In October, Republican Attorney General Tim Fox issued an attorney general’s opinion finding that Democratic Gov. Steve Bullock’s decision to circumvent the Montana State Board of Land Commissioners in approving an eastern Montana conservation easement ran counter to the law.

Tom Kuglin

Billings Gazette

Montana Supreme Court to hear arguments on who has final say on conservation easements

The clash between Montana’s governor and attorney general over who has jurisdiction over state conservation easements will be argued before the Montana Supreme Court next week.

In October, Republican Attorney General Tim Fox issued an attorney general’s opinion finding that Democratic Gov. Steve Bullock’s decision to circumvent the Montana State Board of Land Commissioners in approving an eastern Montana conservation easement ran counter to the law. In response, Bullock filed suit with the Montana Supreme Court, arguing that the opinion should be overturned and the state should be allowed to finalize easements without Land Board approval.

On Dec. 5, both sides will have a chance to make their cases to the justices, leaving the future of several proposed easements in question.

Montana law is clear that state purchases of land totaling more than 100 acres or $100,000 need Land Board approval. The board is made up of Bullock and Fox, along with state Auditor Matt Rosendale, Secretary of State Corey Stapleton and Superintendent of Public Instruction Elsie Arntzen.

What is unclear and at the heart of Bullock’s lawsuit is whether conservation easements, which are agreements with private landowners typically providing public access while curbing subdivision, also fall under the legal definition of “land acquisitions.” If they are not acquisitions, easements could be finalized with approval of an agency body such as the Montana Fish and Wildlife Commission.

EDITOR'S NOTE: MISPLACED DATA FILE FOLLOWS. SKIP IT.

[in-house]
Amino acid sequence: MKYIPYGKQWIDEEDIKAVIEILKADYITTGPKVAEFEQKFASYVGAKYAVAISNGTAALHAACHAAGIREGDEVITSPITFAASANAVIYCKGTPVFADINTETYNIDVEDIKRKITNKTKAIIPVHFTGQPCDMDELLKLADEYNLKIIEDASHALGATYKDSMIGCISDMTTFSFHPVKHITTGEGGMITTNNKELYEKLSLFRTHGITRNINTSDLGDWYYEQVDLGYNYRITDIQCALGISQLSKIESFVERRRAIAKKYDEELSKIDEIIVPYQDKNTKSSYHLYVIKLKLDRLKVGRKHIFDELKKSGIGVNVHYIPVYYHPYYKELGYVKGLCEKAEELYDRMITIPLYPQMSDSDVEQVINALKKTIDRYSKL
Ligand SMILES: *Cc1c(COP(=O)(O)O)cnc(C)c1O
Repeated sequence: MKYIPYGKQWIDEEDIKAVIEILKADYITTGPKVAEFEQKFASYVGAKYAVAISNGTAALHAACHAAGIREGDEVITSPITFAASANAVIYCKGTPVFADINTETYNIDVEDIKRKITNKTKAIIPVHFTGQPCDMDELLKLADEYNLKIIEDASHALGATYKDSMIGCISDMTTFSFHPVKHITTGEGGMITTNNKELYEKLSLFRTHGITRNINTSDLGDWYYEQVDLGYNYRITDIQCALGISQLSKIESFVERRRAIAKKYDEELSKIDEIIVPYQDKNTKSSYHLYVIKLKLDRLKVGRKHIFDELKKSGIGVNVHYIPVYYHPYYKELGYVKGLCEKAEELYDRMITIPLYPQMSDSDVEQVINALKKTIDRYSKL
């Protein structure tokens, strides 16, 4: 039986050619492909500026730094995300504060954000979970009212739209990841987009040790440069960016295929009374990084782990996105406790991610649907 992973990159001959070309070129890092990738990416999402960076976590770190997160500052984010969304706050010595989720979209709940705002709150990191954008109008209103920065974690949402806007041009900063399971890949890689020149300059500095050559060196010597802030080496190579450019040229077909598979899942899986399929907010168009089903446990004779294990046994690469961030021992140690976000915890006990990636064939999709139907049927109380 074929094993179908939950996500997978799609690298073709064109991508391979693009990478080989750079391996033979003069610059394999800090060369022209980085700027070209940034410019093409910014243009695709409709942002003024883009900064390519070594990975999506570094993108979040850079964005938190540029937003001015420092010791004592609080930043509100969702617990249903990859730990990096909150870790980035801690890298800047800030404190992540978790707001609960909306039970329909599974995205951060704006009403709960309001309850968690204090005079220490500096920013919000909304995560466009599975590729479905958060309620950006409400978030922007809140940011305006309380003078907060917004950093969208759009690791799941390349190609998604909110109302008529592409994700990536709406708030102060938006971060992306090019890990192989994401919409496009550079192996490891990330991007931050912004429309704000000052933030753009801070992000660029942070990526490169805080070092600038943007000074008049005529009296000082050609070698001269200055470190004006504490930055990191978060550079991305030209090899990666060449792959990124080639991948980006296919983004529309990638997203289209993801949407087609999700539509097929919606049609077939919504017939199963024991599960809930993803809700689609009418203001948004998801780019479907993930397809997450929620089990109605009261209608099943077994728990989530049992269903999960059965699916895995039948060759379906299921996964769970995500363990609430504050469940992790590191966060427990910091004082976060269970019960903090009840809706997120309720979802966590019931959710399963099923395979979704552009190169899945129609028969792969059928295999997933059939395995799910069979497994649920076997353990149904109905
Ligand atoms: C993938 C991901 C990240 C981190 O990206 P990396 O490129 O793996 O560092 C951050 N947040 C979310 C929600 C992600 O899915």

“A conservation easement is simply not a ‘land acquisition,’” the lawsuit says. “No land is acquired in a conservation easement transaction. The landowner continues to own her land in fee, occupy it, and pay taxes on it.”

The legal issue came to light earlier this year after the Land Board voted to indefinitely delay action on the 15,000-acre, $6.1 million Horse Creek Conservation Easement near Wibaux. While Bullock and Fox voted against delay, they were voted down by the majority of Rosendale, Stapleton and Arntzen. Stapleton noted his opposition to locking in land management decisions in perpetuity, while Arntzen and Rosendale questioned the impacts to mineral development and later the appraisal.

Despite Montana Fish, Wildlife & Parks’ long-held practice of bringing easements to the Land Board and language in the easement saying it would seek board approval, Bullock, citing the plain language of statute, finalized the easement without the board’s approval. That prompted Republican Senate President Scott Sales to request the attorney general’s opinion.

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